I drop these details not to terrify, but to demonstrate that persistence is key for writers

Under her real name, Lynn Carthage was a Bram Stoker Award finalist, a Yaddo fellow, and San Francisco Chronicle “notable” listed novelist. She’s just published a new novel, Haunted, under a pseudonym – a book author Danielle Paige calls “spooky and fun.” Paige goes on to say, “If you like American Horror Story, you will love Haunted.” And Lynn shares some great advice here today. - Meg

I drop these details not to terrify, but to demonstrate that persistence is key for writers.

My path to publication for Haunted: The Arnaud Legacy almost seems like its own ghost story to me. The biggest scare? That I’d never see it published.

cover HAUNTED DP quoteOver a decade ago, I had a nightmare about a malevolent mansion that tricked me into climbing up onto its roof, where I came face to face with the evil person who became, in my novel, Madame Arnaud. I woke up and jotted a few notes down. It seemed like something I could tease into a young adult novel, so I began writing.

A week later I had a rough draft, very short and very drafty (as drafty as a haunted hallway!). I began reading it to my writers group and getting feedback to improve it.

I then embarked on an up-and-down journey involving three agents, eight title changes and ultimately my selling the book directly to Kensington Books myself, although I brought Agent #3 back—the wonderful Marly Rusoff—to help with contract negotiations.

I drop these details not to terrify, but to demonstrate that persistence is key for writers. If I hadn’t kept revising the book and pitching it, it would not be in print today. I was so unrelenting in my efforts that I’m one of the “poster child” authors featured in Jordan Rosenfeld’s upcoming Writer’s Digest book,  A Writer’s Guide to Persistence.

I didn’t give up—but I also didn’t stop improving the book, either. I revised not just on the sentence level, but also with large plot points and even characters. Anyone who reads my book and meets the teen character Eleanor Darrow, for instance, will be surprised to learn she started life in my book as an elderly male librarian named Algernon. I also continued to read other people’s books voraciously to pick up craft on an unconscious level.

The other key to my mental health and to ushering this book into print? I started writing other books.

“Don’t put all your eggs into one basket,” goes the saying, and so I doled them out. The creative buzz I get from starting a new book made the endless rejections and near-misses for this one seem bearable. And one of those projects even snuck up from behind and got published eight years ago under a different author name—so for a while I was ecstatic and distracted and forgot about Haunted. But after a while my attention returned with renewed vigor.

In hindsight, there are things I might’ve done differently to see Haunted on bookshelves earlier, but in general these three tips served me well:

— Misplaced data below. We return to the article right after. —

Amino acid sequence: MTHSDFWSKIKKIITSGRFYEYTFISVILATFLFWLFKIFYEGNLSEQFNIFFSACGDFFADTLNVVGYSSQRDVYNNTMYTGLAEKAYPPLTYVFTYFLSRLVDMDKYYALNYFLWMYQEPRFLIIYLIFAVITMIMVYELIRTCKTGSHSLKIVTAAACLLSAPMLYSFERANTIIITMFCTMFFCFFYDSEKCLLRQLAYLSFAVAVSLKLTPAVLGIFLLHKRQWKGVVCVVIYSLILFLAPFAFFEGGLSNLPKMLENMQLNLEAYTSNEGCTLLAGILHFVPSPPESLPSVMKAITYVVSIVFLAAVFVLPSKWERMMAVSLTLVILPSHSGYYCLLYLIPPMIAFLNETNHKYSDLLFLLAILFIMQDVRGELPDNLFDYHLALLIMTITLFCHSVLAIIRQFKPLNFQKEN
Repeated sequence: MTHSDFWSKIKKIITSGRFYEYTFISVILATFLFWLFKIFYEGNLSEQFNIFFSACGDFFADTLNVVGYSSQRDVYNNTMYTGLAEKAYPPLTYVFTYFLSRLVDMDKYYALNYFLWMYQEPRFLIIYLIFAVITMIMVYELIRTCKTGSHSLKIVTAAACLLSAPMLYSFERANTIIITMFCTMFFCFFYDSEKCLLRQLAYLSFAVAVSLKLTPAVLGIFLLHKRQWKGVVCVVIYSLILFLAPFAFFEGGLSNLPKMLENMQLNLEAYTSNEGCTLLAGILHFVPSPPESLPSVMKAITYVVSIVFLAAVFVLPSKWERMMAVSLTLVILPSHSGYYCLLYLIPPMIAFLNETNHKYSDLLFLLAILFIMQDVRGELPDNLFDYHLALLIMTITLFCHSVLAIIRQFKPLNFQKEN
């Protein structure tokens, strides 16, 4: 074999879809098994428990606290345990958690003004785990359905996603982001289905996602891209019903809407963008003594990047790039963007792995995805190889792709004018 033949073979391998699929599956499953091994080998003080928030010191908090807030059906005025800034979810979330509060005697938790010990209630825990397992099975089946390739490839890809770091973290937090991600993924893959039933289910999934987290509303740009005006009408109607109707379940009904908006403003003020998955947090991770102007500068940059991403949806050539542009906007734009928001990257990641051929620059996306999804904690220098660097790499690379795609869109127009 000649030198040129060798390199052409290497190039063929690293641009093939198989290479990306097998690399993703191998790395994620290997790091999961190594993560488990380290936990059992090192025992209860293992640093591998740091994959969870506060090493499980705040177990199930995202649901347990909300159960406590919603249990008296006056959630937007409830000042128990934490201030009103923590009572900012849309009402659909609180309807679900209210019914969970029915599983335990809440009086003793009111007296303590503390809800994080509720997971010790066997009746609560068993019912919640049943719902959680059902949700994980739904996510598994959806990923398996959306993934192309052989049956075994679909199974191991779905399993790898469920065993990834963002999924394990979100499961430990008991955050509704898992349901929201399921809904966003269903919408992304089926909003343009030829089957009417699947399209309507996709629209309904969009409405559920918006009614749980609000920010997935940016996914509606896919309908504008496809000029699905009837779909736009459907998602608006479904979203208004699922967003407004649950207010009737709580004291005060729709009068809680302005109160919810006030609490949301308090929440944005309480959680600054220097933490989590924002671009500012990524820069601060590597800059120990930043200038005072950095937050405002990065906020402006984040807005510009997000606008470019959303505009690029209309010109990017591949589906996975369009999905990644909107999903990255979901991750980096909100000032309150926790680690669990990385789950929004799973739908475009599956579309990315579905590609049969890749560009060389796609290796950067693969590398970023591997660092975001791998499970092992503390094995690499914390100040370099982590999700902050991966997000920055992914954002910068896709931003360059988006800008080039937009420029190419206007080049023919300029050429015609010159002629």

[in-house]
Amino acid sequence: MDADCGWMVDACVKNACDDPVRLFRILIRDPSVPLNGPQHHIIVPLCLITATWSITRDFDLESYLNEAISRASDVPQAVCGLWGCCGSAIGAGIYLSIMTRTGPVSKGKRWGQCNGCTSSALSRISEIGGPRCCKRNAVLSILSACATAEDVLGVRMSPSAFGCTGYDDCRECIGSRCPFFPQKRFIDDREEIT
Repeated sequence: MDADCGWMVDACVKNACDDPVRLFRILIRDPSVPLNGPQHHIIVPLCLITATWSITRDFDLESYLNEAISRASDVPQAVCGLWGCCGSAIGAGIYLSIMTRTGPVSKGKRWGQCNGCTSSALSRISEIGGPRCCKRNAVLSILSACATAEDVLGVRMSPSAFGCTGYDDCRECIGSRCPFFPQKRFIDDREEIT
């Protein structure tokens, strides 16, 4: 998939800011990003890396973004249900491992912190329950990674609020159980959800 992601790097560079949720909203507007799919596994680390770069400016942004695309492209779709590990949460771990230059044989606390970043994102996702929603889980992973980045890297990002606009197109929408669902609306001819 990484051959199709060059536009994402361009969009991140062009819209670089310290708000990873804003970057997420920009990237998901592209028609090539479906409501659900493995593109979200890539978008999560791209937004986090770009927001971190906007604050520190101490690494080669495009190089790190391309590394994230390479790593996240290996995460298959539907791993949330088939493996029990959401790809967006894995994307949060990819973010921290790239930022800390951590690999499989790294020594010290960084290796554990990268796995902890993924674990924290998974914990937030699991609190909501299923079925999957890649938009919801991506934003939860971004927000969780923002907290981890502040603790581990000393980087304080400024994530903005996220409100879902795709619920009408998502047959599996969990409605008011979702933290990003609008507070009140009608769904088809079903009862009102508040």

1. Keep revising with great courage. Don’t be afraid to change big things. Moving around commas doesn’t count.
  2. Keep reading high-quality literature to unconsciously (or even consciously) dissect what makes it work.
  3. Set the first book aside temporarily and write something new.

This month Haunted shows up in bookstores, and the albatross around my neck is now flying the sky. Thanks to my agent’s suggestion it’s part of a trilogy, so I’ve turned in the second book to the publisher already and will deliver the third next February. Pretty good outcome from a bad dream! – Lynn

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1st Books Weekly Guest Author: Greer Macallister on writing historical fiction

Greer Macallister is a poet, short story writer, playwright and novelist who earned her MFA from American University, where her plays have been performed. Her debut novel The Magician’s Lie is a weekly or monthly pick by Indie Next, People Magazine, and Publishers Weekly, among others. People calls it, “Smart and intricately plotted… a richly imagined thriller.” – Meg

Switching Genres: Greer Macallister on writing historical fiction

The-Magicians-Lie-Greer-McAllister_3DAs writers, we’re often encouraged to “find our voice,” as if there’s only one. But just as there are many characters and plots inside each of us, there are many voices, and many writers. I am a poet, and a playwright, and a short story writer, and now a novelist. My work is told in many different voices. I feel I become a new writer every time I begin a new piece. In the case of The Magician’s Lie, I became a historical fiction writer.

In the beginning, I was inspired by an absence. Books, movies, TV commercials and other media often refer to the classic image of a magician cutting a woman in half. I began to wonder why it’s always the woman cut in half by a man, and never the other way around. Why don’t we see a female magician cutting her male assistant in half? So I decided I wanted to write that book, about that magician.

But I had a choice to make. There are magicians, and there are magicians. Did I want this woman to be a modern, contemporary woman, maybe with a Vegas stage show and a TV special? Or did I want to set the story in a time when magic shows were more widespread, when they’d be part of an evening’s entertainment for the average citizen? In that case, it would be possible for a controversial show to truly cause a sensation. I did some preliminary research to find a time when it would be unusual but not impossible for a woman to take to the Vaudeville stage as an illusionist, and anchored the story on a real-life event where a real-life female magician took the stage for a dangerous illusion called the Bullet Catch at the Metropolitan Opera House in New York City.